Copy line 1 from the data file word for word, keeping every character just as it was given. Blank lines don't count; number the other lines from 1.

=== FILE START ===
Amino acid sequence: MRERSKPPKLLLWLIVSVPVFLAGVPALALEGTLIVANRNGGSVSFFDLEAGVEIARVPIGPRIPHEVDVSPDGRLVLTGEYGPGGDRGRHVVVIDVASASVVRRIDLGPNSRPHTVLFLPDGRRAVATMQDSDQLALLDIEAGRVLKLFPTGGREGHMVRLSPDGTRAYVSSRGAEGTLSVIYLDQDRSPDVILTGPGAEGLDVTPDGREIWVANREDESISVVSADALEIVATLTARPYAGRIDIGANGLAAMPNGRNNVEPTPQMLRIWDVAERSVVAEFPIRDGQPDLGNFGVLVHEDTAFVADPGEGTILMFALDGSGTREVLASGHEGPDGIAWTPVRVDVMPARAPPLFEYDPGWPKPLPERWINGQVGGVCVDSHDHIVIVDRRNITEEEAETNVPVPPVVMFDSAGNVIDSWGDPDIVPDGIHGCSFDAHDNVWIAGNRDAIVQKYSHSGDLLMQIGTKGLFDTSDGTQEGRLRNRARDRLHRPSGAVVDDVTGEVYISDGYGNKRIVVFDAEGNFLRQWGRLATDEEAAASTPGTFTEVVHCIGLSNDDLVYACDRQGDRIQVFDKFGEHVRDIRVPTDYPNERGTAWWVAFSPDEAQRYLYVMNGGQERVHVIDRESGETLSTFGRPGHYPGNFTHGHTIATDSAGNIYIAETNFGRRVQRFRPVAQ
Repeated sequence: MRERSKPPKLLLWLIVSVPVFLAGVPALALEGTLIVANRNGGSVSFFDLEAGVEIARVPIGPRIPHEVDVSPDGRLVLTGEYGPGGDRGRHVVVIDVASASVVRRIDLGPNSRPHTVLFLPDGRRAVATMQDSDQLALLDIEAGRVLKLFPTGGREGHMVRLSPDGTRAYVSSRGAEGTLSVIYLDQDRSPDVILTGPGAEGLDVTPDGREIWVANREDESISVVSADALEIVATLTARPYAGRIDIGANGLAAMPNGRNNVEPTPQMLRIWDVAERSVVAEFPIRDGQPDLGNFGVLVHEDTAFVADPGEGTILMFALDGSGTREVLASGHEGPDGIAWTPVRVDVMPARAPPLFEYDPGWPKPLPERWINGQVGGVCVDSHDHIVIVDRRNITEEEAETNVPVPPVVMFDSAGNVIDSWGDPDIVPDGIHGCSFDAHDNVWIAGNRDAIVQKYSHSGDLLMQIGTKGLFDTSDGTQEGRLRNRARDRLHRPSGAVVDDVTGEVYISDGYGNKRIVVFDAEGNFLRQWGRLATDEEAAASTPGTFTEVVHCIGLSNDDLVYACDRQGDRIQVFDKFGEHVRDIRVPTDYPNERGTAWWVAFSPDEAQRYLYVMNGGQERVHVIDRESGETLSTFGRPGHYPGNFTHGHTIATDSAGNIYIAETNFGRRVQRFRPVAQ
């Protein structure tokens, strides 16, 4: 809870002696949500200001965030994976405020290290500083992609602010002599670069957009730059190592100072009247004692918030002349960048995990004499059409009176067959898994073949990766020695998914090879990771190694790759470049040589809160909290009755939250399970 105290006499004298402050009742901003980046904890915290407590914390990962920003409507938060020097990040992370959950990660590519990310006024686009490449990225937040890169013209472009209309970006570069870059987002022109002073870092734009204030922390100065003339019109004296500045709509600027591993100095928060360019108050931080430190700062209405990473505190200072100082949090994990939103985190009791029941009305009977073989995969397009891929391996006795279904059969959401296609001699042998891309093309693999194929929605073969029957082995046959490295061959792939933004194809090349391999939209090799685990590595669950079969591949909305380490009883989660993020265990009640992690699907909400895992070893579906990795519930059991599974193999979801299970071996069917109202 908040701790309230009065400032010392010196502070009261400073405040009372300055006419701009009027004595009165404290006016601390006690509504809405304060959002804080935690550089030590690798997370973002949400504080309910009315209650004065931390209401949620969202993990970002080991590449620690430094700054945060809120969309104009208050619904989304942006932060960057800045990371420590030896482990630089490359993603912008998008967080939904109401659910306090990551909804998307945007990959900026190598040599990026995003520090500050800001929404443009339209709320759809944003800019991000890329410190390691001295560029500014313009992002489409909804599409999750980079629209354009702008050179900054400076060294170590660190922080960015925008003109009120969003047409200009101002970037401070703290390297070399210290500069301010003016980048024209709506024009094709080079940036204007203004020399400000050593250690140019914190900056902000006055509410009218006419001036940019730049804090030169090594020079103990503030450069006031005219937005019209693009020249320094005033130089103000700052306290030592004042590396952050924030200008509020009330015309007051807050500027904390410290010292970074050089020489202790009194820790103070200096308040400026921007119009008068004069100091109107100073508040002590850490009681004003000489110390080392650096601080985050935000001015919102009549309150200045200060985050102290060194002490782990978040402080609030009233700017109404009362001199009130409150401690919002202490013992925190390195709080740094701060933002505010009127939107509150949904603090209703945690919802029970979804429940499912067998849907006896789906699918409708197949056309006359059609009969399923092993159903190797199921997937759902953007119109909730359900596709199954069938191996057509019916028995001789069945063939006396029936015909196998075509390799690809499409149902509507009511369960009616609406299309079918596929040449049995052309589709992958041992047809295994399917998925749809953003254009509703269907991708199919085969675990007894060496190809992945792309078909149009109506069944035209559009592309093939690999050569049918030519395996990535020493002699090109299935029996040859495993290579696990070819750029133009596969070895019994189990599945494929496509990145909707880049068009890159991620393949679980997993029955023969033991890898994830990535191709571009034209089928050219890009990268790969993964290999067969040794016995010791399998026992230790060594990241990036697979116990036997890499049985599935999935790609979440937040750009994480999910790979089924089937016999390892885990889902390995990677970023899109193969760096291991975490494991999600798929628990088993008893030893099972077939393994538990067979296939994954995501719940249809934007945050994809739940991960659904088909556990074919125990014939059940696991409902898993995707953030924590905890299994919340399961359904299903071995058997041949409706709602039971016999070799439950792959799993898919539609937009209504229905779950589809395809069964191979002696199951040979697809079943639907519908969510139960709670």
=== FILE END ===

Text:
Amino acid sequence: MRERSKPPKLLLWLIVSVPVFLAGVPALALEGTLIVANRNGGSVSFFDLEAGVEIARVPIGPRIPHEVDVSPDGRLVLTGEYGPGGDRGRHVVVIDVASASVVRRIDLGPNSRPHTVLFLPDGRRAVATMQDSDQLALLDIEAGRVLKLFPTGGREGHMVRLSPDGTRAYVSSRGAEGTLSVIYLDQDRSPDVILTGPGAEGLDVTPDGREIWVANREDESISVVSADALEIVATLTARPYAGRIDIGANGLAAMPNGRNNVEPTPQMLRIWDVAERSVVAEFPIRDGQPDLGNFGVLVHEDTAFVADPGEGTILMFALDGSGTREVLASGHEGPDGIAWTPVRVDVMPARAPPLFEYDPGWPKPLPERWINGQVGGVCVDSHDHIVIVDRRNITEEEAETNVPVPPVVMFDSAGNVIDSWGDPDIVPDGIHGCSFDAHDNVWIAGNRDAIVQKYSHSGDLLMQIGTKGLFDTSDGTQEGRLRNRARDRLHRPSGAVVDDVTGEVYISDGYGNKRIVVFDAEGNFLRQWGRLATDEEAAASTPGTFTEVVHCIGLSNDDLVYACDRQGDRIQVFDKFGEHVRDIRVPTDYPNERGTAWWVAFSPDEAQRYLYVMNGGQERVHVIDRESGETLSTFGRPGHYPGNFTHGHTIATDSAGNIYIAETNFGRRVQRFRPVAQ